Sunday, February 26, 2006

Sunday Book Reviews

Witnesses of War: Children's Lives under the Nazis by Nicholas Stargardt. Reviewed in the Baltimore Sun by Michael Ollove: "In comprehensively studying a population defined not by race, religion or nationality but by age, Stargardt has added considerably and imaginatively to the scholarship of the Holocaust and war. With vivid, muscular prose, he ranges across the experience of wartime life under the Nazis, which by no means held children harmless. They were subjected to fearsome Allied bombings, forced labor, deportations, the violents deaths of parents and siblings, brutalization by enemies, starvation. And extermination."

Extinction: How Life on Earth Nearly Ended 250 Million Years Ago by Douglas H. Erwin. Reviewed in the Washington Post by Joshua Foer: "Extinction -- written, it seems, both to persuade his colleagues and to educate a lay audience -- is told from the perspective of a forensic scientist trying to piece together a quarter-billion-year-old crime scene from an impossibly scant body of clues. It unfolds as a sort of geological mystery story."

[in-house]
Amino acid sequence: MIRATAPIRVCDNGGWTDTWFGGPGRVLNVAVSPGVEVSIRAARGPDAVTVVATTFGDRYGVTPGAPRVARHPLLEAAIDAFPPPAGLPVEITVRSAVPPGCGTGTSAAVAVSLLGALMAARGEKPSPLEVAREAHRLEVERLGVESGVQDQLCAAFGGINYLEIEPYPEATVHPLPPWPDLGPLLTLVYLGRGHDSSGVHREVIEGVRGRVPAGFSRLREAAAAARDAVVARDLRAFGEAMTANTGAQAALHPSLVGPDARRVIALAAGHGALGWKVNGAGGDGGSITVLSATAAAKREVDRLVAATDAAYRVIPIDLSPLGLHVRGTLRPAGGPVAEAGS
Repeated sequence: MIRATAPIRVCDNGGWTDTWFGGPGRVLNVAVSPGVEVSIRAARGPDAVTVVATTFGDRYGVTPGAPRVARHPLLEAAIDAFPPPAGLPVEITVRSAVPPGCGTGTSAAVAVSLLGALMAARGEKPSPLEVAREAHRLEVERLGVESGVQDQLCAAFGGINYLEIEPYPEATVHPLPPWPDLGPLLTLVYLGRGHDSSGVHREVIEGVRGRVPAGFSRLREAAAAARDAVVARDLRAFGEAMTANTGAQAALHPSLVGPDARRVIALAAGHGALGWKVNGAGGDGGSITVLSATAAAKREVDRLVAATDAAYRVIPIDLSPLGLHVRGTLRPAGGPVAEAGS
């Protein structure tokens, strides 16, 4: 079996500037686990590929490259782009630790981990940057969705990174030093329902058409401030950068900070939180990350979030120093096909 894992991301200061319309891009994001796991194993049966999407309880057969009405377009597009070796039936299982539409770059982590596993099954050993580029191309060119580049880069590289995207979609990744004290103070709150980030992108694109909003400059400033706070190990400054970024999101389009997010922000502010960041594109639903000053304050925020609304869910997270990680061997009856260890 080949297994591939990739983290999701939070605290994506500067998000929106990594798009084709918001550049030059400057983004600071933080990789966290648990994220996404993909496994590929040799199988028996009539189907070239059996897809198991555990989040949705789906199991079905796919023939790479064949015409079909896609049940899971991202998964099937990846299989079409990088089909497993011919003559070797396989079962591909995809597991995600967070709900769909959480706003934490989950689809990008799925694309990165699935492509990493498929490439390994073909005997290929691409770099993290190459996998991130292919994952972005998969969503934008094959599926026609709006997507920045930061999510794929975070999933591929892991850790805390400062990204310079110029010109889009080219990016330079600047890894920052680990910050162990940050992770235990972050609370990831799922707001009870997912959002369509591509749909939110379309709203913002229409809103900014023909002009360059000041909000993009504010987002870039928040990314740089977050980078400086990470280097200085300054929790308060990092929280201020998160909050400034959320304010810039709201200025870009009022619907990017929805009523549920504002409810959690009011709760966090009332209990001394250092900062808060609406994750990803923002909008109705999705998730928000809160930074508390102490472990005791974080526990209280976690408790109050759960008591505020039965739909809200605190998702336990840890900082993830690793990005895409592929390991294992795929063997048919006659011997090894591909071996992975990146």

The Making of the American Conservative Mind: National Review and Its Times by Jeffrey Hart and Impostor: How George W. Bush Bankrupted America and Betrayed the Reagan Legacy by Bruce Bartlett. Reviewed in the New York Times by George Will: "Jeffrey Hart's "Making of the American Conservative Mind" is a relaxed amble along conservatism's path to the present. Bruce Bartlett's "Impostor" is symptomatic of the way many conservatives developed a thirst for fights over ideological purity during the wilderness years, and today slake that thirst by fighting one another. They do so partly because liberalism, in its current flaccidness, offers less satisfying intellectual combat than conservatives can have intramurally. Bartlett is angry as a hornet but, like a hornet, he stings indiscriminately."

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